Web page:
So far, 7 has been rock-solid stable, no crashes, instabilities or strange behavior, the only antimalware apps I have running are MS Security Essentials, Super Anti Spyware and Spybot, I have not encountered a single virus, trojan, or piece of spyware, any tracking cookies I encountered only lasted long enough to be detected by SAS and to have their address added to my edited Hosts file, since adding the addresses to the Hosts file, they have not returned

I’ve begun to customize the look-and-feel of the UI, going for an industrial “dark” theme that matches the black casing of my MacBook (I have that picture of the Icelandic volcano eruption with lightning as the wallpaper), I’ve set the preferences to not ask for a password when logging back in (I’m the only one that uses this machine), and have set up a User level account for my primary account, keeping my Admin account on lockdown until needed

I’ve discovered that Windows Media Center is actually a reasonably decent media controller/player, and I especially like the Internet TV feature, to catch up on some old eps of Star Trek TOS

Battery life; playing a DVD or other high-drain activity, about 2 hours, 2.5 tops, general computer use (websurfing, e-mail/etc…) 3-4 hours, basically the same as in the Mac OS

I’ve also had to rethink some of my perceptions about Windows (or at the very least, Win 7), based mainly on the misinformation Apple and Mac Fanaticism tended to generate…

for example;
Myth; “If you connect a Windows PC to the internet, it will become riddled with malware within minutes, even if you don’t do anything, don’t even touch the machine”
Fact; With Win7, that myth has been BUSTED, at least on this machine, I don’t engage in “high risk” computing, i.e. visiting “The Dark Side of the Web”, and therefore, my Win7 partition has been just as malware-free as my Mac partition

Myth; Windows is a buggy, unstable, crash-prone mess, which crashes if you look at it funny
Fact; once again, on THIS machine, Win7 has been as stable, if not more so, than my Mac OS, not only is it rock solid stable, it actually taxes the processors slightly less than the Mac OS

If I was starting over from scratch, and didn’t have so much invested, both hardware, software, and knowledge-wise on the Mac side of things, and had to make the Mac/PC decision again, it’d be a very tough decision, comparing Mac OS 10.5.x/10.6.x to Win7, they both do everything the average computer user wants to do, they both “just work”

Timely update, MacTech - yesterday I built a new computer for myself, and installed Win7 64bit. It was painless - it found drivers for everything; I started pulling components out of boxes at about nine, and was done by three.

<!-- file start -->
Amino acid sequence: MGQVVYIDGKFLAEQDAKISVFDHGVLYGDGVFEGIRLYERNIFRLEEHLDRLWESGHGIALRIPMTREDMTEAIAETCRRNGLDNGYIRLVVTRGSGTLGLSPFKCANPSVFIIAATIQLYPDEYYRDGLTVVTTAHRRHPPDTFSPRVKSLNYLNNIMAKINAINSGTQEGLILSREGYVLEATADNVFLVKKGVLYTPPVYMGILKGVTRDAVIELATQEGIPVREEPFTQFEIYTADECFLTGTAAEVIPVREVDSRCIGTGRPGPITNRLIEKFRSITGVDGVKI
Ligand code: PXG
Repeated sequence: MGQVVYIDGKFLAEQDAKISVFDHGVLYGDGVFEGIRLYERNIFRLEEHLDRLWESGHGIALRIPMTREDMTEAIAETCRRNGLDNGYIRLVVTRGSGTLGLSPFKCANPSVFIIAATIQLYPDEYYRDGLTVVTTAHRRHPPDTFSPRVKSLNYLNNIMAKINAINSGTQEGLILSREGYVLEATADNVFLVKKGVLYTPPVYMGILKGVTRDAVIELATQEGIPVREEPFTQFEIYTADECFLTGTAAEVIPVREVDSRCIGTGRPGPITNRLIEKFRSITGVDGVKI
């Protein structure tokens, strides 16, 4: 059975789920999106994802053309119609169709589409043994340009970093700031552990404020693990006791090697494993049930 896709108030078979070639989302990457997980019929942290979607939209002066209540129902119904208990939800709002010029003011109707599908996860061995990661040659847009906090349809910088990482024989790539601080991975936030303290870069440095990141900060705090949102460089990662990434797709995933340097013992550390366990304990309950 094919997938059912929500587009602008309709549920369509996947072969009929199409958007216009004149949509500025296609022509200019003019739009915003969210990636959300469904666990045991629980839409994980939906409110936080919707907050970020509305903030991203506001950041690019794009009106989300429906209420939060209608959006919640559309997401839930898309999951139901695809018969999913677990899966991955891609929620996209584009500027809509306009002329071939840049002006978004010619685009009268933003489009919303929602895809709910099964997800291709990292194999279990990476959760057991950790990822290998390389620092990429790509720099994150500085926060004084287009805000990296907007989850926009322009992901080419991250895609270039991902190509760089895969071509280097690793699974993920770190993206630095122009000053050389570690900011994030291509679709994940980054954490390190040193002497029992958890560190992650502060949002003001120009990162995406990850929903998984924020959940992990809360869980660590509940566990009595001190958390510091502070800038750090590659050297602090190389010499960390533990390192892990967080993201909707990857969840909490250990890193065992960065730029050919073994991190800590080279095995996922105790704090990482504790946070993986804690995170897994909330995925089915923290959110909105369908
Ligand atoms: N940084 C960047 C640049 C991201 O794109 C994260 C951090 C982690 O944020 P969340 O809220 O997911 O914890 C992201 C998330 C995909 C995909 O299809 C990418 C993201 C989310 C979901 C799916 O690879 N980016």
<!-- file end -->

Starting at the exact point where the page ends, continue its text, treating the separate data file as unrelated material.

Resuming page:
And I mean done - my favourite programs installed, bookmarks and emails recovered from my backup, all devices going good, all networking going fine.
As an example, my new motherboard didn’t have a parallel port, and we’ve got a old but marvellous HP LaserJet 4000. So I went to the local electronics shop and got a USB to parallel adapter. I plugged it in, and 7 automagically detected the cable and the printer, downloaded the drivers - maybe three minutes from plugin to functioning perfectly. And I didn’t do anything.
The closest thing to a problem I had was, oddly, ITunes (I have an Ipod Touch). I’d backed up my library to DVD (as that’s the only way ITunes will do a backup), and while the restore went fine with two of the disks, one wouldn’t work. Fortunately I’d backed up the raw music as well, so I could add them in with only minimal inconvenience.
Now, I’m the first to say “Use the OS you’re comfortable with and used to”. I’ll (at most) poke Apple fans a bit, referring to Apple computers as ‘lifestyle accessories, not computers’, but I try to avoid that as well. You’ve heard it before, and I imagine Apple fans are tired of it, and a bit defensive as well.
But with Win 7…it just works, and without the draconian limitations to hardware.

My boss is an Apple fan, and recently he put Win7 on one of the work computers. He’s confessed, rather shamefacedly, that he likes 7 quite a bit. So don’t think you’re alone, MacTech!
Come to the Dark Side, we have games!

I am a longtime Windows user, because I like playing games. I avoided the entire era of Vista, running XP on my home machine from it’s initial release to earlier this year, when I purchased a machine with Win7 Pro. I’ve been impressed with Win7.

That said, I felt XP was very stable, rarely crashing, and if properly secured, not that susceptible to internet infection. ( I got Vundo once. I fixed it and then added some extra security.)

Another one who skipped Vista. My XP machine died the month that Vista came out; I’d heard so much bad about Vista that I saved up and bought a Mac. Now I run Win7 in a virtual machine on my iMac without problems.